Sports stadiums in stamps

Saturday, 7 September 2019 00:06 -     - {{hitsCtrl.values.hits}}


Sport in any country is played, enjoyed and admired by everyone irrespective of age or sex. Some may have their own preferences to specific sports and certain countries may excel in one or more particular sport(s). Spectator sport, in particular, brings together huge communities of passionate fans.

Governments and sports bodies spend huge amounts of money towards the promotion of sports. Sport is accepted as being fundamental to everyday life. Sports stadiums are built and maintained for the benefit of both players and spectators. Accommodation is provided for thousands of fans. 

Australia Post has issued four colourful stamps of four sports stadiums in two of the busiest cities in the country – Melbourne and Perth. 

“Elite athletes are crucial to the sporting landscape, but they rise and reign before passing the baton on to new generations of competitors.  The main stadiums at which their talents are on display, however, are enduring places where sporting history is made. These stadiums are also often architectural statements in their own right - award-winning designs or significant heritage places - and they help shape a city’s identity and contribute to its economic fortunes,” the write-up in the Stamp Bulletin says. 

The Melbourne and Sydney cricket grounds (two bottom stamps in the picture) stretch back to the mid-19th century. From humble beginnings, each venue has since built a rich and complex sporting history, the Bulletin says. In contrast, AAMI Park in Melbourne and Opus Stadium, Perth (top stamps) are two recently designed “cathedrals to the modern religion of sport”. They primarily host codes of football. The AAMI Park was opened in 2010 and the Optus Stadium in 2018.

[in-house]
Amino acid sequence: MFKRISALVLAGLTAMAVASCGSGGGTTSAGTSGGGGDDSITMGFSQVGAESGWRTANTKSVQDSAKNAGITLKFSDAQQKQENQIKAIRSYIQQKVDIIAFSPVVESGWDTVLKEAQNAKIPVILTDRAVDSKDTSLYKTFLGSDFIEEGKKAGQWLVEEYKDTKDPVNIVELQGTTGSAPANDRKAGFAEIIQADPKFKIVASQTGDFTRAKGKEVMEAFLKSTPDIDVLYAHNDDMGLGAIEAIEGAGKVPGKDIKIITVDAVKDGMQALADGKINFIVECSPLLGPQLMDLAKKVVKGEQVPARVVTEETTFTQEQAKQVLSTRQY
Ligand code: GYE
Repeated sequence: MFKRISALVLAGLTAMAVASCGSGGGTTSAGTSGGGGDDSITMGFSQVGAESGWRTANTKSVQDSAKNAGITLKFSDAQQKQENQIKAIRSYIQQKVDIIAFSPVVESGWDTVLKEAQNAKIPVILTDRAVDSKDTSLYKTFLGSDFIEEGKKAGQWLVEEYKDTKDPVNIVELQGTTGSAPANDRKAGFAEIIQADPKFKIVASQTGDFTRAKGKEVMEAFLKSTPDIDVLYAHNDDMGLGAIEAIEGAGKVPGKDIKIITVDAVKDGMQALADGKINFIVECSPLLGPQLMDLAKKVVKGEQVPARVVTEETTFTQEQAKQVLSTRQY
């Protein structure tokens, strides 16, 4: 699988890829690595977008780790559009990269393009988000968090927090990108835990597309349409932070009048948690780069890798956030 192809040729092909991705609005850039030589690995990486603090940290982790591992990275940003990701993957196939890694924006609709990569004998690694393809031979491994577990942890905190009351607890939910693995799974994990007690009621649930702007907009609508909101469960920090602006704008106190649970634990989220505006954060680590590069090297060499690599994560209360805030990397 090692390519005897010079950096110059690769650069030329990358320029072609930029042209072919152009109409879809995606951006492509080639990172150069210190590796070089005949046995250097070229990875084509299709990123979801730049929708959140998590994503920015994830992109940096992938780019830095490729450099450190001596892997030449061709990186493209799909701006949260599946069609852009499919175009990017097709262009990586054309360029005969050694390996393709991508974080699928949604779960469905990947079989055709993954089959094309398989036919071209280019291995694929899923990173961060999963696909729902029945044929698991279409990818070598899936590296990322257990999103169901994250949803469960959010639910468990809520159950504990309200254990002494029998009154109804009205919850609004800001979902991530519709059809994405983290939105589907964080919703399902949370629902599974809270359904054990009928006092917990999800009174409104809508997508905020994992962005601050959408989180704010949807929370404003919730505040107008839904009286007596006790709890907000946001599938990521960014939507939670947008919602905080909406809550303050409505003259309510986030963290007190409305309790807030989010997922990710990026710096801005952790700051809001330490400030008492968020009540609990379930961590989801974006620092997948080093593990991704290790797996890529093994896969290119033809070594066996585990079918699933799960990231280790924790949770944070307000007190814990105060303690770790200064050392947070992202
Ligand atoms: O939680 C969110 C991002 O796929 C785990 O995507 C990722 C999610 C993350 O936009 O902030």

The famous Melbourne Cricket Ground – popularly known as MCG – is considered the home of Aussie cricket and Australian Football League. The site of the 1956 Olympics and the 2006 Commonwealth Games it has a seating capacity of 100,000.

The Sydney Cricket Ground saw the first inter-colonial rugby union match being played in 1882.  

The AAMI Park is Melbourne’s award-winning rectangular stadium has space for 30,050 spectators and is the ninth largest soccer stadium in Australia. 

The multi-purpose Optus Stadium – also known as Perth Stadium – is the third largest soccer stadium in Australia accommodating 65,000 spectators.